The Washington Post has reported that WikiLeak cables show that the U.S. State Department has secretly financed Syrian opposition groups and related projects, including a satellite TV station whose news director may have a brother with ties to the Syrian Muslim Brotherhood. According to the report:
The State Department has secretly financed Syrian political opposition groups and related projects, including a satellite TV channel that beams anti-government programming into the country, according to previously undisclosed diplomatic cables.The London-based satellite channel, Barada TV, began broadcasting in April 2009 but has ramped up operations to cover the mass protests in Syria as part of a long-standing campaign to overthrow the country’s autocratic leader, Bashar al-Assad. Human rights groups say scores of people have been killed by Assad’s security forces since the demonstrations began March 18; Syria has blamed the violence on ‘armed gangs.’ Barada TV is closely affiliated with the Movement for Justice and Development, a London-based network of Syrian exiles. Classified U.S. diplomatic cables show that the State Department has funneled as much as $6 million to the group since 2006 to operate the satellite channel and finance other activities inside Syria. The channel is named after the Barada River, which courses through the heart of Damascus, the Syrian capital.The U.S. money for Syrian opposition figures began flowing under President George W. Bush after he effectively froze political ties with Damascus in 2005. The financial backing has continued under President Obama, even as his administration sought to rebuild relations with Assad. In January, the White House posted an ambassador to Damascus for the first time in six years.
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In 2007, the Wall Street Journal reported on moves by the U.S. Government to reach closer relations with the Syrian Muslim Brotherhood.
In 1982 Hafez Assad, the father of the current Syrian President, launched massive military action against an uprising by the Syrian Muslim Brotherhood in the city of Hama. As a result of this action, large parts of the city were destroyed resulting in an estimated 20,000 deaths. Numerous Syrian Muslim Brothers fled the country and joined the global jihadist network and, until recently, there was no public evidence that the the remaining elements of Syrian Brotherhood leadership in exile were interacting with the global Muslim Brotherhood. This appeared to have been changing in the wake of the 2009 Gaza crisis when a previous post discussed a U.K. Gaza “victory celebration” that featured a list of participants that included Ali Sadruddin Bayanouni, the head of the Syrian Muslim Brotherhood in exile living in London, together with global Brotherhood leaders such as Kemal Al-Helbawy and Rachid Ghannouchi. Another post noted that Bayanouni said in a TV interview that he had met with global Muslim Brotherhood leader Youssef Qaradawi in Doha and that a report by a private forecasting group suggested that Qaradawi was helping to mediate a “rapprochement” between the Syrian Brotherhood and the Syrian regime.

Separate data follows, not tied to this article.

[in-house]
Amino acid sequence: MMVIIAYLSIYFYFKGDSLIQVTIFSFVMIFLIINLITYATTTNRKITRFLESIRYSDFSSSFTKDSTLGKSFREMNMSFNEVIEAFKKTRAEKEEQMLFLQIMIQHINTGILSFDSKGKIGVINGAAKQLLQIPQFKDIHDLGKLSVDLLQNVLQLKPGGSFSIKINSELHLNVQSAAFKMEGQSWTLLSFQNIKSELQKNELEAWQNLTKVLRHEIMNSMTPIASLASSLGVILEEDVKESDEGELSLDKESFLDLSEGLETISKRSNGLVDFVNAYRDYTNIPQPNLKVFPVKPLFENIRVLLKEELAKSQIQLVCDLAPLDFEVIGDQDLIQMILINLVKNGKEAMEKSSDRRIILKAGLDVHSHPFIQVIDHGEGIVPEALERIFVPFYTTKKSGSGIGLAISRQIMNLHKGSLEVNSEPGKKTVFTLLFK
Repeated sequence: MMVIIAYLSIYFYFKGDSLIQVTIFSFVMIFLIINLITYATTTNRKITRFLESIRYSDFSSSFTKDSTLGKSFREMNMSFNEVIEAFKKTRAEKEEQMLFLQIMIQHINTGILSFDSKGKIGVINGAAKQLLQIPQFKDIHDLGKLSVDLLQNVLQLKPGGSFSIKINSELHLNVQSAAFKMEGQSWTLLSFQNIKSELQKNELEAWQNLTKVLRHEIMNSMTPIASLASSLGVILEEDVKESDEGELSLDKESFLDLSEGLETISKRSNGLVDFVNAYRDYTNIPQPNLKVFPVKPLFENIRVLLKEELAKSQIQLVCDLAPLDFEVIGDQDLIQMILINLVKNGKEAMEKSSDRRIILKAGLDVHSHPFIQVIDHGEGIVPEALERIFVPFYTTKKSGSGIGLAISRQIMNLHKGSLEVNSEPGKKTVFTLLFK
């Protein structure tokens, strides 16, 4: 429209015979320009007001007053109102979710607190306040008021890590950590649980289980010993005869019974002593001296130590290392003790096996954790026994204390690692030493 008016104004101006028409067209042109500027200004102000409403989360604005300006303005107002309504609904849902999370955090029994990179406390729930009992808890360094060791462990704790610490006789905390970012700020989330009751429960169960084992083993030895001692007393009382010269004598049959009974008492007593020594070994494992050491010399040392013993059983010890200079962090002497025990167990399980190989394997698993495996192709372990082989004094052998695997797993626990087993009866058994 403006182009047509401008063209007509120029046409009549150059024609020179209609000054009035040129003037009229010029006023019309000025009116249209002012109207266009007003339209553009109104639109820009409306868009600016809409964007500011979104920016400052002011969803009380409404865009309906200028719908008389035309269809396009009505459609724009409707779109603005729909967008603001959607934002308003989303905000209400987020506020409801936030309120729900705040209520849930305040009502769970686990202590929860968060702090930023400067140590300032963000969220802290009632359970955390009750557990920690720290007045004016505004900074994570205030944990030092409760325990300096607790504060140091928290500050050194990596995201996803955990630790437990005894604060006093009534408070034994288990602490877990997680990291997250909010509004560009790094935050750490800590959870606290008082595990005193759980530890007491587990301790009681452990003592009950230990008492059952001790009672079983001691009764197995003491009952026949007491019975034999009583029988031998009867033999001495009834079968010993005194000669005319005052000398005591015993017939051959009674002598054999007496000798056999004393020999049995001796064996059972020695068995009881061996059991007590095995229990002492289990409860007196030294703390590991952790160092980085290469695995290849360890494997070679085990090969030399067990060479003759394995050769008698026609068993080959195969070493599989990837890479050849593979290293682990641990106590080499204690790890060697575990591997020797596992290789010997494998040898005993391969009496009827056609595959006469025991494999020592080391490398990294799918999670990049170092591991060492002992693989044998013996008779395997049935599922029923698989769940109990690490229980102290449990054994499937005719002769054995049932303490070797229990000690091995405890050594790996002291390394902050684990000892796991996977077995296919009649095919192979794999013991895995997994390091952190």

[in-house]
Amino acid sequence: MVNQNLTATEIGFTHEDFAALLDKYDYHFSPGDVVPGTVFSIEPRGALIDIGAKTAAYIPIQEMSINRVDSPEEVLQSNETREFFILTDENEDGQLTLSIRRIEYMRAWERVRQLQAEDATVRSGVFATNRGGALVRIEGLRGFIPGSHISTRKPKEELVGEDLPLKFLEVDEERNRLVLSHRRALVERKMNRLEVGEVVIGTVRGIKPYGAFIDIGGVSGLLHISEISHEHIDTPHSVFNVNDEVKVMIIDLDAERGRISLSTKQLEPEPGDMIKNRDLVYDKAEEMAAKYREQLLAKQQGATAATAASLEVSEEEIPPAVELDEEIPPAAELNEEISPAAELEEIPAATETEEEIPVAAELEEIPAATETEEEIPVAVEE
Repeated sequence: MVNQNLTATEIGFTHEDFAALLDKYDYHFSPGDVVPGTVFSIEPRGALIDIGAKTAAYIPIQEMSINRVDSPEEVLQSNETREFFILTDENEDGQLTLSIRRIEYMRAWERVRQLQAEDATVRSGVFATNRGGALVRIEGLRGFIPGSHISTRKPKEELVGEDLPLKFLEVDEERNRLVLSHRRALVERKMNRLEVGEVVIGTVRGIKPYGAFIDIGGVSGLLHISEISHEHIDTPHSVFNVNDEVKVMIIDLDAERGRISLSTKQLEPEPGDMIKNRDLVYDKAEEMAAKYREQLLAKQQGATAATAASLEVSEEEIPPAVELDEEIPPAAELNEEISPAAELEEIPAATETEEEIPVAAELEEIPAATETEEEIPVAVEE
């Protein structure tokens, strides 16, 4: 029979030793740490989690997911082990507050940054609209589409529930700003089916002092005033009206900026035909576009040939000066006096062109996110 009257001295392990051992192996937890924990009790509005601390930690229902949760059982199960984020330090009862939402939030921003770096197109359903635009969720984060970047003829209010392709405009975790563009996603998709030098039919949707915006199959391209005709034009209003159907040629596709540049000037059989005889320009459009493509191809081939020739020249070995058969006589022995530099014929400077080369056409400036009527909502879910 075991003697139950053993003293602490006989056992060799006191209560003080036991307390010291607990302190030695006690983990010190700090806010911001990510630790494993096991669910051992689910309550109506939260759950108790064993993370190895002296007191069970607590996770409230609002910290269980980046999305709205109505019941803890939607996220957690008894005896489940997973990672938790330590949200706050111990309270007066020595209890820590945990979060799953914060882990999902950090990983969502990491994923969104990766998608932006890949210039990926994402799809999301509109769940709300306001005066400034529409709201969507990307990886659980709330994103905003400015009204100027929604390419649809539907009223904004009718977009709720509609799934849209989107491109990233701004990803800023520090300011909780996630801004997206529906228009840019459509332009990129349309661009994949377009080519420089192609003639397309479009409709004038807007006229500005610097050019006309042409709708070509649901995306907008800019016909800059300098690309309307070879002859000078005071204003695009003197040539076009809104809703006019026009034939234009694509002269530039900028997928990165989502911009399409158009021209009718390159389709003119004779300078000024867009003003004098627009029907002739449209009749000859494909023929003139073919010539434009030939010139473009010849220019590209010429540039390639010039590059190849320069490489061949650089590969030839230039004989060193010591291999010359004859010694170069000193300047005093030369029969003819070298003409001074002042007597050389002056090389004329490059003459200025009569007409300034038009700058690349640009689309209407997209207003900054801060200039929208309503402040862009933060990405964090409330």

For a comprehensive account of the Syrian Muslim Brotherhood, go here.
For a comprehensive account of Islamist activities in Syria, go here.